Production’s great set piece shortly follows. With a splinter group of bloodthirsty Saxons in hot pursuit, the Roman caravan, which now includes the villa’s native serfs Arthur feels duty-bound to protect, heads into the mountains through the snow and, most precariously, over a small frozen lake. Arthur entices the Saxons into battle as the mighty Dagonet hacks away at the ice until it splits open and swallows up dozens of barbarians. Some CGI work contributes to the exciting spectacle, but as elsewhere in the picture it’s kept to a refreshing minimum, enhancing the film’s sense of realism. (Entire ice battle sequence reportedly derives from an early Franzoni draft of “Gladiator.”)
With the successful completion of Arthur’s final official mission comes his conversion from Roman commander to British leader. Realizing his enemy is no longer Rome but the Saxons, Merlin casts his lot with Arthur, while Guinevere, having shown herself to be a skilled archer, advises Arthur that “These are your people” in the course of seducing him. Internally, Arthur resigns himself to a British future after learning that Rome no longer embodies his overriding dream of free choice for all.
For a contemporary action film that takes pains to deliver on a visceral level (pic decidedly skirts, and arguably exceeds, the normal bounds of PG-13 violence), all the sober moral and philosophical detailing gives weight to the title character’s decision making. Arthur is not swayed by the emotional impact of injustice nearly as much as he is by the principles he’s always lived by; when the guiding light emanating from Rome is compromised, he has the strength of character to transfer his loyalties to a cause that definitely needs and might possibly justify his support.
Well-structured picture naturally builds to a final fight, based on the actual Battle of Badon Hill in which the Saxons were decisively turned back. In fictional terms, it’s this victory that transforms the victor into King Arthur, a man destined for hallowed status as a potential unifier of a divided land. As a version of who Arthur might have been if he existed at all, this telling is as credible as any other.
What the film does not offer, however, is the King Arthur of T.H. White’s “The Once and Future King,” Lerner and Loewe’s “Camelot” or John Boorman’s “Excalibur,” all exceptional works dedicated to the elaboration of myth and legend. Here, the relationship between Arthur and Guinevere seems more expedient than romantic, and there is just the barest hint of an illicit attraction between Guinevere and Lancelot.
Owen is like a solid oak as Arthur, rugged, manly, capable, true to his word and to himself. Fuqua and lenser Slawomir Idziak most often shoot the actor at a three-quarters angle favoring his left side, and the effect often calls to mind Richard Burton in his period roles. Post-“Croupier,” this role and performance shows Owen at his best and most charismatic.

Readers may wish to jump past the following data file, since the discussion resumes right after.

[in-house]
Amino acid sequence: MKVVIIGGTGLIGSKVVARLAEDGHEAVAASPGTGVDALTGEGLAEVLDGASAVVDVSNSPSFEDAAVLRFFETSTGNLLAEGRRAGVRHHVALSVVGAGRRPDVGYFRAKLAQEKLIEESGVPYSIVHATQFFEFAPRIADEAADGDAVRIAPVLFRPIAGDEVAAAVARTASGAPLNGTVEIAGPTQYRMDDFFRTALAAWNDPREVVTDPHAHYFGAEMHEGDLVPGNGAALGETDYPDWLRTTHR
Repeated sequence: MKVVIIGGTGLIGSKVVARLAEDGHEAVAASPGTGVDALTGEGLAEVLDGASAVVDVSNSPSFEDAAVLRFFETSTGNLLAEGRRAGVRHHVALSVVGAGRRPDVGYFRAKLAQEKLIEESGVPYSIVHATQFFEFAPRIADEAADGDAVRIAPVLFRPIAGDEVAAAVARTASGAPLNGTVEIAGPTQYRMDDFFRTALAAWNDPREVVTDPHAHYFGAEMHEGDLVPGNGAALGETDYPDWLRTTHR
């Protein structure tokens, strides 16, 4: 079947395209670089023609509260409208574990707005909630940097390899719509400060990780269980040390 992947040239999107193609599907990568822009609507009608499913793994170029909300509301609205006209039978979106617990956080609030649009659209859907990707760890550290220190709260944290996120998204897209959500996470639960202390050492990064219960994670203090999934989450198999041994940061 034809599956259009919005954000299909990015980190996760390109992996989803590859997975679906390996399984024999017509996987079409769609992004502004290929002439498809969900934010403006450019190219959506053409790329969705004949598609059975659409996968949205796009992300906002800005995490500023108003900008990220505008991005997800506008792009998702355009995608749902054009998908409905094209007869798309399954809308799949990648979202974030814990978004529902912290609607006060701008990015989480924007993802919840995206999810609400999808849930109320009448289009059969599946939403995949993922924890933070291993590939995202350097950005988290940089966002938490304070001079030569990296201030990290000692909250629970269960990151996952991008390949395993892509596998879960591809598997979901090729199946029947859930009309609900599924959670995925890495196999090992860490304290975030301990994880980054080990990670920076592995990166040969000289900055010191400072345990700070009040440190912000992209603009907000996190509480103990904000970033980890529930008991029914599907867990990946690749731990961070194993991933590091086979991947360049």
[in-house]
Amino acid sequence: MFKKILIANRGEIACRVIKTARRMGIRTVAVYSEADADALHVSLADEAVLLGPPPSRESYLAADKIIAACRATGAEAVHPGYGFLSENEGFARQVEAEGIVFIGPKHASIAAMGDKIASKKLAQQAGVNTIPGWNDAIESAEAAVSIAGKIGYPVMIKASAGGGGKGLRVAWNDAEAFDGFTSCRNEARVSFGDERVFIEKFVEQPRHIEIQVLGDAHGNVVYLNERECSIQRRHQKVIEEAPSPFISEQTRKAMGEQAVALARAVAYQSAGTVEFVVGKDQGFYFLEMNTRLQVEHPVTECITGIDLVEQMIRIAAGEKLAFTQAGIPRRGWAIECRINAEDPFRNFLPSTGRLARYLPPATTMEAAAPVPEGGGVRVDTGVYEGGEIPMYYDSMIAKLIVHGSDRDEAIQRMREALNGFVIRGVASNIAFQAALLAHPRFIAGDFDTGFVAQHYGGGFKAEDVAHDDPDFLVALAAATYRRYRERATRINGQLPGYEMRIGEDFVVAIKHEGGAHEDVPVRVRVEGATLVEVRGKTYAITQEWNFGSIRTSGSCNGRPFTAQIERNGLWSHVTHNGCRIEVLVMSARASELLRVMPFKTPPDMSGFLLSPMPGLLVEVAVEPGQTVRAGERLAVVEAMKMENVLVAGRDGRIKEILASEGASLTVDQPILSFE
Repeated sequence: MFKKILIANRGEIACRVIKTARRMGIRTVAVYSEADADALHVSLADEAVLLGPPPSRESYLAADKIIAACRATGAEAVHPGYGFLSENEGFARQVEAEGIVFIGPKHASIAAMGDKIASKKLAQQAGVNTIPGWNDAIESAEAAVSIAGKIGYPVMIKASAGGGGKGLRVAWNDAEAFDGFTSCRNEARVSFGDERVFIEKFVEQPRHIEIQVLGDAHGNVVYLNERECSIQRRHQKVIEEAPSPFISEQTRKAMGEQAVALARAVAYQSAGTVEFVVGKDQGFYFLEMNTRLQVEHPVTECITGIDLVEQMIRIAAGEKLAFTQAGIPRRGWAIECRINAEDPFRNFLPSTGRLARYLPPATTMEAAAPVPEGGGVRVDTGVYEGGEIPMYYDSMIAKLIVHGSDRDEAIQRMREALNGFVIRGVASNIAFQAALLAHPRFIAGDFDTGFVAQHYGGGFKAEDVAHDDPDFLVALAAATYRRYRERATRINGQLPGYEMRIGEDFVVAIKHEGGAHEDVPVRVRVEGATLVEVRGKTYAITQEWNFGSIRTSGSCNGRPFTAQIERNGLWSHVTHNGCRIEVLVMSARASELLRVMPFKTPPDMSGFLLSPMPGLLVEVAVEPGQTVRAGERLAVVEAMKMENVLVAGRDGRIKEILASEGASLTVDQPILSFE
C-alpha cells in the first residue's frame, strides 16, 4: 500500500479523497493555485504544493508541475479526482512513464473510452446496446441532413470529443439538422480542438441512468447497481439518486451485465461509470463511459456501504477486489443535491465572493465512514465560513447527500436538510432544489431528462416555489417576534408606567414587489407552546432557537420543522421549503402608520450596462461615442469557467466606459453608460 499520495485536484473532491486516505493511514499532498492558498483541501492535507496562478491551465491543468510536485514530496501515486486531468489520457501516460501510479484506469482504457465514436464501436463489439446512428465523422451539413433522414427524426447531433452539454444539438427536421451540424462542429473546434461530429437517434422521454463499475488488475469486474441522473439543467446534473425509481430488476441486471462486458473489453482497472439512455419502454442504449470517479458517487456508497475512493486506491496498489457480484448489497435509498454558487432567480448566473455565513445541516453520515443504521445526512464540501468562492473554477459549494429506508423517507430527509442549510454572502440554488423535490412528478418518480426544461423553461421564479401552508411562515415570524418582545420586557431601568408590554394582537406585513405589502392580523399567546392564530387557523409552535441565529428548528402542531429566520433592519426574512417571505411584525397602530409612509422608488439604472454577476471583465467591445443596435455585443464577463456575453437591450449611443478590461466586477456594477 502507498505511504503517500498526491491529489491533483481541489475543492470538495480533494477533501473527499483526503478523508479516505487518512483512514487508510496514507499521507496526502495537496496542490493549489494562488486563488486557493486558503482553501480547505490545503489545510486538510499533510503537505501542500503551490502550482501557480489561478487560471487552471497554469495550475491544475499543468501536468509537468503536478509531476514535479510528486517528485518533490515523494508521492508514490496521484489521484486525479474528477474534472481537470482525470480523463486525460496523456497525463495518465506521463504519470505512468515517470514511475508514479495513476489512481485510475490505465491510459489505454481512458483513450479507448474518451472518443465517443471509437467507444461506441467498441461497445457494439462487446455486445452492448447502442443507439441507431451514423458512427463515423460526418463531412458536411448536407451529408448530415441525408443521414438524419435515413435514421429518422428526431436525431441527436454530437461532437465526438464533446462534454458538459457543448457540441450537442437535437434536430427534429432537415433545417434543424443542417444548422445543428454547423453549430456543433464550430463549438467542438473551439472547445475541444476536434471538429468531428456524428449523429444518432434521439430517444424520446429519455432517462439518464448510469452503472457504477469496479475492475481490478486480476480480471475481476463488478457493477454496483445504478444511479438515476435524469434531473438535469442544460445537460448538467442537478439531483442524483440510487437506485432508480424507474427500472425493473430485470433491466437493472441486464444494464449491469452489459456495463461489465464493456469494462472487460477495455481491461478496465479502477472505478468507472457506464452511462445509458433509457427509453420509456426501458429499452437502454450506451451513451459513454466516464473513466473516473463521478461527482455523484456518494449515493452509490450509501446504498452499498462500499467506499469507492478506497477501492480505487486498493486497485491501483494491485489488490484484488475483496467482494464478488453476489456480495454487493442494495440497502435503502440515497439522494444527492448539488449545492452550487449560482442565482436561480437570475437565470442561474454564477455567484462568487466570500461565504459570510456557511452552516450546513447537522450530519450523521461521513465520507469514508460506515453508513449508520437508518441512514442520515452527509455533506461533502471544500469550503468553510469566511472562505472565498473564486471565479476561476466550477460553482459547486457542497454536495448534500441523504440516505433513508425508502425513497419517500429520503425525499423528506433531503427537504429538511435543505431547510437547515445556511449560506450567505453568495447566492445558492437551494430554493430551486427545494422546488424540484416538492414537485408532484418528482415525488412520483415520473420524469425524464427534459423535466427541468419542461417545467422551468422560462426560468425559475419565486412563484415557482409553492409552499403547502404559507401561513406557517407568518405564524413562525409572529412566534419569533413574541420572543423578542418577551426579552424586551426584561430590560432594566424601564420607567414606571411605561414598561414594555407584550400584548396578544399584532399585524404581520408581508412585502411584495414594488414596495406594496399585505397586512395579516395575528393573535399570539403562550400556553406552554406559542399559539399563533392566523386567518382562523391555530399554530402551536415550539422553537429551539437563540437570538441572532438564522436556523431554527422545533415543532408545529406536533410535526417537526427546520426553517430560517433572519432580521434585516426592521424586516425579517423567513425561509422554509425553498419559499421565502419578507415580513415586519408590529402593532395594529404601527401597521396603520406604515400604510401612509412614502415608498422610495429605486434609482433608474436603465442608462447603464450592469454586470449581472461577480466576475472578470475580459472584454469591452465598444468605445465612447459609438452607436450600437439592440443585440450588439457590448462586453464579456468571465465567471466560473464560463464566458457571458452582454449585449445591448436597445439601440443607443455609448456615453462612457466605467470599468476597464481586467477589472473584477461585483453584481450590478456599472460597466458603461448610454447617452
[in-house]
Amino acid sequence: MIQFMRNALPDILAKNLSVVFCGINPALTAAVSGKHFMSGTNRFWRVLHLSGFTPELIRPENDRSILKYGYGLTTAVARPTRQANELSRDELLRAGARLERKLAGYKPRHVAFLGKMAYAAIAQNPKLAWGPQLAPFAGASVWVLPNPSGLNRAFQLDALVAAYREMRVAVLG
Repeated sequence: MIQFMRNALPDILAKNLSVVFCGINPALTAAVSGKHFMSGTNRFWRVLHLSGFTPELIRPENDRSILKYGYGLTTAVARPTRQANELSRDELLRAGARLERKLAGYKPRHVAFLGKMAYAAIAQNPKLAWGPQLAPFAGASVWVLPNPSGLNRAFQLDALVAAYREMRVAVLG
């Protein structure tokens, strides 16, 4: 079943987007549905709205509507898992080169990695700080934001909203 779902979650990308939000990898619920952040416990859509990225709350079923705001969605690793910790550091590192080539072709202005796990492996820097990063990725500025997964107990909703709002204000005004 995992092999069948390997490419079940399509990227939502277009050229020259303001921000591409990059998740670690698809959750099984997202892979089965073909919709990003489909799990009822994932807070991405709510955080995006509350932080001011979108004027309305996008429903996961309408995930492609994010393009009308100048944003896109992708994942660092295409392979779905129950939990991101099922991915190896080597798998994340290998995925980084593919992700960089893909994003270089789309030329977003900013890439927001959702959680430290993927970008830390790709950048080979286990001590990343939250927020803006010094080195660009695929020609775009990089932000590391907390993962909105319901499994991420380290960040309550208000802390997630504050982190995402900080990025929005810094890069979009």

Even if Guinevere emerges as less central than is suggested by the advertising campaign, Knightley has little trouble persuading one to accept the spirited future queen as an action heroine no matter how much this interpretation seems like a sop to modern tastes. Striding around in wispy gowns and skin-baring leather battle gear when the men are bundled up against the chill, the striking young actress, with darkened hair here, rivets the attention whenever she’s onscreen, showing every sign of a real star in the making.
With the adamantly pagan Lancelot cast as Arthur’s intellectual adversary, Gruffudd makes an OK but overly subdued impression. Standout supporting turn comes from Ray Winstone, who makes Bors into a tempestuous force of nature. (Farrelly Brothers take note: Almost to the point of distraction, Winstone, with his bulk, buzz-cut and manic energy, is a virtual dead-ringer here for Curly of the Three Stooges.)
Also terrific is Stellan Skarsgard as the fearsome Saxon leader Cerdic, bedecked with long blond locks and beard, and Til Schweiger is a fine match as his less capable son.
Fuqua’s direction fuses the tale’s physical and mental elements in muscular, vigorous fashion, largely without the bombast that is often part and parcel of this sort of picture. Dominant set is an impressive Roman fortress along Hadrian’s Wall, Penny Rose’s costumes are nicely detailed, and lushly rugged Irish locations are enshrouded in atmospheric fog, smoke and snow. Idziak’s lensing is dominated by blues, blacks and earth tones. Composer Hans Zimmer has been down this road before, giving the score an overly familiar sound, especially with the impressionistic female vocal wailings.